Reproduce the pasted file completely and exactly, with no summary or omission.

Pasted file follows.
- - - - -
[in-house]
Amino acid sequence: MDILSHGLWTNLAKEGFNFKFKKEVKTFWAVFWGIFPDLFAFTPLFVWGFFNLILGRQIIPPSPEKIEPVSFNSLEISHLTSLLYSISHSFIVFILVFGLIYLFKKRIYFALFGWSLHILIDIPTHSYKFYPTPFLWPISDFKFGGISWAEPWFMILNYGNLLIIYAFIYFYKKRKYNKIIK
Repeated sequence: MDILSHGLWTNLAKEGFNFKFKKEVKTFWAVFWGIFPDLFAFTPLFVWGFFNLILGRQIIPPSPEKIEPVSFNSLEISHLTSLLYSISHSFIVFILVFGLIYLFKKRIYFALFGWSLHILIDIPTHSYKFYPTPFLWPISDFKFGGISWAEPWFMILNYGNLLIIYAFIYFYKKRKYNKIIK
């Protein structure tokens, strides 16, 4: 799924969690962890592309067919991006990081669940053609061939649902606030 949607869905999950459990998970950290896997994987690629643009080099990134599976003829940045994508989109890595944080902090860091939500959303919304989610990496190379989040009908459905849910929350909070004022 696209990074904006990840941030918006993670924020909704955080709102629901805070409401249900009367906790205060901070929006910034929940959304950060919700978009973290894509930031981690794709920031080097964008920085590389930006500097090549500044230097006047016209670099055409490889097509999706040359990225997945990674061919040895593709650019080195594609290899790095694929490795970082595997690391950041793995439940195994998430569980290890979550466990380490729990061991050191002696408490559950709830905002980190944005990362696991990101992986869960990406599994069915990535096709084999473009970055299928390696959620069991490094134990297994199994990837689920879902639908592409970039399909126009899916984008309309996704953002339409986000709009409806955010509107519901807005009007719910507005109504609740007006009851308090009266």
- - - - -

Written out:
[in-house]
Amino acid sequence: MDILSHGLWTNLAKEGFNFKFKKEVKTFWAVFWGIFPDLFAFTPLFVWGFFNLILGRQIIPPSPEKIEPVSFNSLEISHLTSLLYSISHSFIVFILVFGLIYLFKKRIYFALFGWSLHILIDIPTHSYKFYPTPFLWPISDFKFGGISWAEPWFMILNYGNLLIIYAFIYFYKKRKYNKIIK
Repeated sequence: MDILSHGLWTNLAKEGFNFKFKKEVKTFWAVFWGIFPDLFAFTPLFVWGFFNLILGRQIIPPSPEKIEPVSFNSLEISHLTSLLYSISHSFIVFILVFGLIYLFKKRIYFALFGWSLHILIDIPTHSYKFYPTPFLWPISDFKFGGISWAEPWFMILNYGNLLIIYAFIYFYKKRKYNKIIK
């Protein structure tokens, strides 16, 4: 799924969690962890592309067919991006990081669940053609061939649902606030 949607869905999950459990998970950290896997994987690629643009080099990134599976003829940045994508989109890595944080902090860091939500959303919304989610990496190379989040009908459905849910929350909070004022 696209990074904006990840941030918006993670924020909704955080709102629901805070409401249900009367906790205060901070929006910034929940959304950060919700978009973290894509930031981690794709920031080097964008920085590389930006500097090549500044230097006047016209670099055409490889097509999706040359990225997945990674061919040895593709650019080195594609290899790095694929490795970082595997690391950041793995439940195994998430569980290890979550466990380490729990061991050191002696408490559950709830905002980190944005990362696991990101992986869960990406599994069915990535096709084999473009970055299928390696959620069991490094134990297994199994990837689920879902639908592409970039399909126009899916984008309309996704953002339409986000709009409806955010509107519901807005009007719910507005109504609740007006009851308090009266």